Gambia’s APRC party lost half of its members

Gambia’s APRC party lost half of its members

Gambia’s main opposition APRC party has lost more than half of its members in key constituencies across the country, especially in the West Coast Region, according to party officials.

The APRC held a meeting in Kanilai, former President Yahya Jammeh’s home village to celebrate his birthday ahead of the Muslim holy month of Ramadan and to develop a strategy to win back its members.

According to delegates who attended the Kanilai meeting, the first major gathering for the party since Jammeh’s election defeat, at least 50 percent of their members have left the party, including senior members in major constituencies.

West Coast Region and the Greater Banjul Area is the hardest hit. Aside from the southern region of Foni, the APRC has lost district mobilizers and entire committee members, especially in Kombo South and what was formerly Kombo North.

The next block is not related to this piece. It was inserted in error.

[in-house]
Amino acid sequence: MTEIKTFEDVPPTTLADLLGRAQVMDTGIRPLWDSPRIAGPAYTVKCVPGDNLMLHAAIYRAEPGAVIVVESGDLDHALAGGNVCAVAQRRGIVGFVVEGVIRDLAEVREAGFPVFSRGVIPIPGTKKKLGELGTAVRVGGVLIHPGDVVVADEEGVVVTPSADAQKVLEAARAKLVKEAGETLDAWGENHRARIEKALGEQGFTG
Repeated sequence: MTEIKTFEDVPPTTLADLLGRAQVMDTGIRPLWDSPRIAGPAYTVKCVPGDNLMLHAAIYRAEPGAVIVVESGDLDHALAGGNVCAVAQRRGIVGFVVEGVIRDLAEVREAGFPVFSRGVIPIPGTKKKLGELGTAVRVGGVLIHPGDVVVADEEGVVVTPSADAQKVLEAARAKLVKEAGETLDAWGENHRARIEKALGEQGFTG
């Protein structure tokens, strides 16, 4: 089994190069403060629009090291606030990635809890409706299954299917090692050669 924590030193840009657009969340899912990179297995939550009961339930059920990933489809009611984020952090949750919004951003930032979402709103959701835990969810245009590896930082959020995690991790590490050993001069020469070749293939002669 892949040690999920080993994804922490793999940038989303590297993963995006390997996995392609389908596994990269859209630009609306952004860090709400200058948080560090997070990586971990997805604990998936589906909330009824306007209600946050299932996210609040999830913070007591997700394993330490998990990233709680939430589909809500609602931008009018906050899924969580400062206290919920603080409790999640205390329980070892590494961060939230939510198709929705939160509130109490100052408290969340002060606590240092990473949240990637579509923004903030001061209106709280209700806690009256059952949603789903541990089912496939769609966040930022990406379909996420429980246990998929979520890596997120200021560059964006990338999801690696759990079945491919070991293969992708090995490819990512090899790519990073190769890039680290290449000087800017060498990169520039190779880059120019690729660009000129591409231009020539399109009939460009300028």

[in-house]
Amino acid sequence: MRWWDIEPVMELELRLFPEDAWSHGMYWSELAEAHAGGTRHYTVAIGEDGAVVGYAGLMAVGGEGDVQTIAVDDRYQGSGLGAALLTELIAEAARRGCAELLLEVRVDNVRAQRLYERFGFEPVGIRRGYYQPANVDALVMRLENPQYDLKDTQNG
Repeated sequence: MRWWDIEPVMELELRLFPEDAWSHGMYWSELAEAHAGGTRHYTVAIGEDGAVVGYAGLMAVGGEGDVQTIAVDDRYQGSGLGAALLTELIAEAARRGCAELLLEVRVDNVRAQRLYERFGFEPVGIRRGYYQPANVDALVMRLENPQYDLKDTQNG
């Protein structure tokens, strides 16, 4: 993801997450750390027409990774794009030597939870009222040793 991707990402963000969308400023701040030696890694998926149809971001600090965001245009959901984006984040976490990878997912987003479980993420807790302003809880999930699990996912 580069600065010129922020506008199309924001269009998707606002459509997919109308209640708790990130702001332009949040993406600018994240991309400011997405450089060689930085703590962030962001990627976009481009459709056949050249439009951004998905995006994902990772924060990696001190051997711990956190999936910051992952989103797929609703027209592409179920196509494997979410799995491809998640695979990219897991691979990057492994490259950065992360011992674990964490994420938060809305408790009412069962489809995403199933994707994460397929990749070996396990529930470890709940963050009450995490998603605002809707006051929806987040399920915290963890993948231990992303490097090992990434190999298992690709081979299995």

Some of the APRC’s former parliamentarian, notably, Suku Singhateh have switched allegiance to the UDP. Some local chiefs and village heads have also dumped the party.

Jammeh won the country’s 2011 election with 470,550 votes but in 2016, the opposition united, depleting Jammeh’s support, who only got 208,487.

The party lost its majority seat in the parliament. The UDP won an absolute majority leaving the APRC with only five seats in the House of Representatives.

Jammeh’s human rights abuse and refusal to leave after losing the election has been largely responsible for APRC’s declining support.

Ahead of the 2016 presidential election, a number of opposition members, including United Democratic Party leader Ousainou Darboe, were sentenced to three years in jail for staging pro-democracy protests.

In a public address, Jammeh called members of the opposition “opportunistic people supported by the West,” adding that “I will bow to only Allah and my mother. I will never tolerate opposition to destabilize this country.”

Jammeh’s erratic behavior, including threatening genocide, and marginalizing Christians angered many Gambians, who were wary of tribal and sectarian violence.

The APRC was formed in 1996 after Jammeh ruled the Gambia for two years under a military regime. He took over power after staging a coup in 1994 ousting first post-independence president, Sir Dawda Jawara.

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